You couldn’t make it up. Following the completion of the Gunplot documentary series, the controversy, particularly about what and whether Taoiseach Jack Lynch and other ministers knew, continues in the Twitterverse and elsewhere. My own conclusion? That if members of the cabinet, to varying degrees, knew about the plot – as Kevin Boland, the minister for social welfare, who resigned from the government in protest at the sackings of Haughey and Blaney insisted at the time -- and if they were desperate to cover that up, then the trial might well have unfolded as it did. Neil Blaney would not have been charged, as he would certainly have “blown the lid” off the entire scheme; Charles Haughey would have been clever enough, as he was, never ever to speak about the arms plot or the trial privately or publicly; and the minister for defence, Jim Gibbons, would not have been among those charged. But Colonel Hefferon’s conscience would not, in the end, allow him to testify, as he was encouraged to do, against Captain James Kelly, and Kelly himself awaited an apology from the government until the very end of his life. Questions unsatisfactorily answered never go away, and in the case of the Irish Arms Crisis, they haven’t.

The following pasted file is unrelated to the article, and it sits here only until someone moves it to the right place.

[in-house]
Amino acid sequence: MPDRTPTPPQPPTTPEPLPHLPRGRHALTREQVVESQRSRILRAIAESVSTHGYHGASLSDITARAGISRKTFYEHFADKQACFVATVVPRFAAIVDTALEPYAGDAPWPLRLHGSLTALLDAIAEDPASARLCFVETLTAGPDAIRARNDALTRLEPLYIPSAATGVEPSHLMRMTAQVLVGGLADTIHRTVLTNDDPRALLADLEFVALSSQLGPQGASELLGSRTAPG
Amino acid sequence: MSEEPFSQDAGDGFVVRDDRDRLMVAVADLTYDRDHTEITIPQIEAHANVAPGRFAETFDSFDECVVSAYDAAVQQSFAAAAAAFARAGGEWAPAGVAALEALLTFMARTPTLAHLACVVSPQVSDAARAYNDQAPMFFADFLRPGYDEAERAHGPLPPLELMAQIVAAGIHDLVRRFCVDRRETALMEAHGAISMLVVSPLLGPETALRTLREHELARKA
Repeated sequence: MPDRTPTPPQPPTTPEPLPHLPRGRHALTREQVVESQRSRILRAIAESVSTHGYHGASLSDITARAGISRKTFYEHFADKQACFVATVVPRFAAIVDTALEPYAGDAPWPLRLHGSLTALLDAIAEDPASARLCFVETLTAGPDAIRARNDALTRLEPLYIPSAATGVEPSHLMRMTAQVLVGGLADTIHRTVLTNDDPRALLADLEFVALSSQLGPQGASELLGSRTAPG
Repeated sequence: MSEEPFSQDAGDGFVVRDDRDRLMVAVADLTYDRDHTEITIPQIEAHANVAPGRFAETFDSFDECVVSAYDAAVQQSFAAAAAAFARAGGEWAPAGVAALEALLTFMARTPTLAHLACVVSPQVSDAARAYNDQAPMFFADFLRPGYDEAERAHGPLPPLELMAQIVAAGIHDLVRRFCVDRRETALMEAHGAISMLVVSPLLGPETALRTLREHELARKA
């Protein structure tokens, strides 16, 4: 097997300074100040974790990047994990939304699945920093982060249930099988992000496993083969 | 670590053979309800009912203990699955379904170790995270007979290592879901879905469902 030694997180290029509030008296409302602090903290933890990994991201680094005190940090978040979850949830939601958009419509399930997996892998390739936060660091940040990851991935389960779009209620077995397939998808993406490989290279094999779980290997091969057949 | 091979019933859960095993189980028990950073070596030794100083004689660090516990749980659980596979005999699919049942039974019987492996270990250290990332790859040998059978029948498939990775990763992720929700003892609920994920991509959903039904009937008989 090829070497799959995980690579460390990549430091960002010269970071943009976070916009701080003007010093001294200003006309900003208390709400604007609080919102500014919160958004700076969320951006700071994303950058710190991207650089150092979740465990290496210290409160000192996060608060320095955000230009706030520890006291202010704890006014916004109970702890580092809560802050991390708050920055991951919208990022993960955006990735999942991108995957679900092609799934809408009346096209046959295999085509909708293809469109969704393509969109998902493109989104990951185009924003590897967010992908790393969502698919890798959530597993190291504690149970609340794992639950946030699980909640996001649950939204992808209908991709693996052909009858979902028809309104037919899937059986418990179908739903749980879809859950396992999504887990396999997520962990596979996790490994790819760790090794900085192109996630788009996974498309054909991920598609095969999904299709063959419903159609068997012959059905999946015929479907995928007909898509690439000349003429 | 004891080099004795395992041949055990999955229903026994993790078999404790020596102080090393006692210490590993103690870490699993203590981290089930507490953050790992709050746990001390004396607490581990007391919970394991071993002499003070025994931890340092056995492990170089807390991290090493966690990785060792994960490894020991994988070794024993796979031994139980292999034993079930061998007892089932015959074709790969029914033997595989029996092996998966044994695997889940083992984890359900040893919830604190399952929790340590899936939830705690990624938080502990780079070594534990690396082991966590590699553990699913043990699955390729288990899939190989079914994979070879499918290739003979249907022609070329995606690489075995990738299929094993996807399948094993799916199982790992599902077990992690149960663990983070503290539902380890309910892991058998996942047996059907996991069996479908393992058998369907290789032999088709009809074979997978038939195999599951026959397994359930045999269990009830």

As I reflect on Gunplot, it occurs to me that at the heart of the story is the deeply complex and difficult relationship between England and Ireland, a reluctant and often dysfunctional relationship forced and forged over hundreds of years by geographical proximity between a larger and a smaller neighbour, whose cultures are so, so different and indeed partially shaped by or reflective of the tensions and differences between them. England the invading colonial overlord -- a role echoed during the Troubles -- always arrogant, choosing sometimes simply to ignore its minor affiliate. So Ireland has often found ways to try, sometimes violently and usually futilely, to assert its presence. That's what the Arms Crisis was: a useless attempt by Ireland to respond, to protest, to make its presence felt as the chaos erupted in the North, a chaos that was another byproduct of England's blinkered approach to the Irish Problem.


There was a time, while the UK and Ireland were both members of the EU, and the only Engish-speaking members, when the two countries could relate as equals in a different milieu. Brexit has put paid to that and, once again, the disputed territory of the North is the stage on which the imbalance between England and Ireland is being played out. But that is another story.